Thanks to all who have so kindly asked if my family and I are OK, after the deadly storms that swept through the South during the past couple of days. We are so thankful that family and friends made it through. In the towns where my husband and I live and work — the Shoals, Alabama; and Corinth and Tupelo, Mississippi, — there’s only minor damage from flooding and downed tree limbs. In Huntsville, Alabama, Older Daughter and her family are without power, and they lost tree limbs and parts of their back-yard fence. Of course, other places were not so lucky. A couple of nearby small communities are completely devastated and the death toll is climbing. Please join us in praying for those who are grieving and suffering today.
Snow! We have snow in the South!! Also: We have a national championship!!! I’m not sure which delights folks more. Oh, wait, of course it’s Auburn winning the national Bowl Championship Series title. I tried to pick out friends who’d made the trip to Arizona as the TV cameras panned over the thousands and thousands of Tigers fans, but all that orange and blue sort of blended together into one. Like the team itself. (And my sports-editor husband doesn’t think I could be a sportswriter!). Back home, far away from the televised football frenzy, the soft fluffy comforter of snow (I refuse to use the “blanket” cliché) still is keeping things quiet. In my town of Corinth, Miss., the square is deserted except for folks like me out walking and snapping shots such as this one of the Fillmore Street Presbyterian Church — and families mounting riotous snowball fights in the streets. In my family, the competition as always centers on art. Older Daughter reported that she started out making a snow-kid for our 2 3/4-year-old grandson Capt. Adorable. It turned into a snow tower, which she felt looked a bit … well … anatomical, so she changed it to something she called a snow bunny by adding ears and arms. Her artist husband, however, created an entire snow train, topped off with actual ashes from their fireplace for the tinder box. Artistry on the football field combined with artistry in a snowy front yard — I love the South!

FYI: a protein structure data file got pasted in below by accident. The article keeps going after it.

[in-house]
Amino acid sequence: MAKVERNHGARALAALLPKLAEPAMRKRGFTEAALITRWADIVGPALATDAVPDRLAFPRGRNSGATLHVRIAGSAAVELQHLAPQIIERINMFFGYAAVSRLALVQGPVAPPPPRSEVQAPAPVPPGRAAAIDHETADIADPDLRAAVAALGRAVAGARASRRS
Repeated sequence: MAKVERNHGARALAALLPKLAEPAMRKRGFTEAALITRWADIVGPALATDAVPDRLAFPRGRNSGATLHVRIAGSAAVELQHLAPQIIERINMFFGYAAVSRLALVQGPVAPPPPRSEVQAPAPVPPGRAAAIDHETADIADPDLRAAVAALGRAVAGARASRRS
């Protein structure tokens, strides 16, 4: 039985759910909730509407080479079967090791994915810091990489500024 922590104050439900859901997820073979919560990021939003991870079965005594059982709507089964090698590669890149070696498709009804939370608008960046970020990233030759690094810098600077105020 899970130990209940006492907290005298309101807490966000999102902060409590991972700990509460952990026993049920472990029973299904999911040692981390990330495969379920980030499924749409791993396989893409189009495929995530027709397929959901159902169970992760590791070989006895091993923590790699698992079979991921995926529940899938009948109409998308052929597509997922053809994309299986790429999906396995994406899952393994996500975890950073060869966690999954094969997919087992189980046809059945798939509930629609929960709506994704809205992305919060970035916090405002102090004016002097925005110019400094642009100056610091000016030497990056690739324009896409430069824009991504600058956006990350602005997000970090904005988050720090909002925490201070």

Here in northwest Alabama, we seem to really be getting winter this year. Usually we can count on mild and sunny with only a couple of freezing wet and dreary days here and there to remind us what winter is. But this year I’m starting to understand terms such as “winter blues” and “cabin fever” — we’ve had several runs of bitterly cold temps and wintery mix precipitation and looks as if that’s continuing. Ugh. The good news is that it doesn’t take much to amuse us — when my ugly winter raincoat is the most-worn item in my closet, I’m up for any bit of fun that comes my way. Luckily, Younger Daughter is hanging out at home before grad school starts. She’s taught me to play two-person Nertz (I even win every once in awhile), convinced me to take a tap-dance class with her (and has the grace not to laugh) and joined me in unhealthy addictions to “reality” TV (we think Jake the Jerk Bachelor deserves to end up with Vienna the Car-Wrecking Daddy’s Girl). Plus, she’s always up for a batch of chocolate-chip cookie dough — the perfect antidote for too much winter. And go here http://en.wikipedia.org/wiki/Nertz to find out about Nertz. I think it goes by many other names and many variations, but we play fast and simply: Get rid of your stack first and you’re the winner. Because we need more time to eat that cookie dough.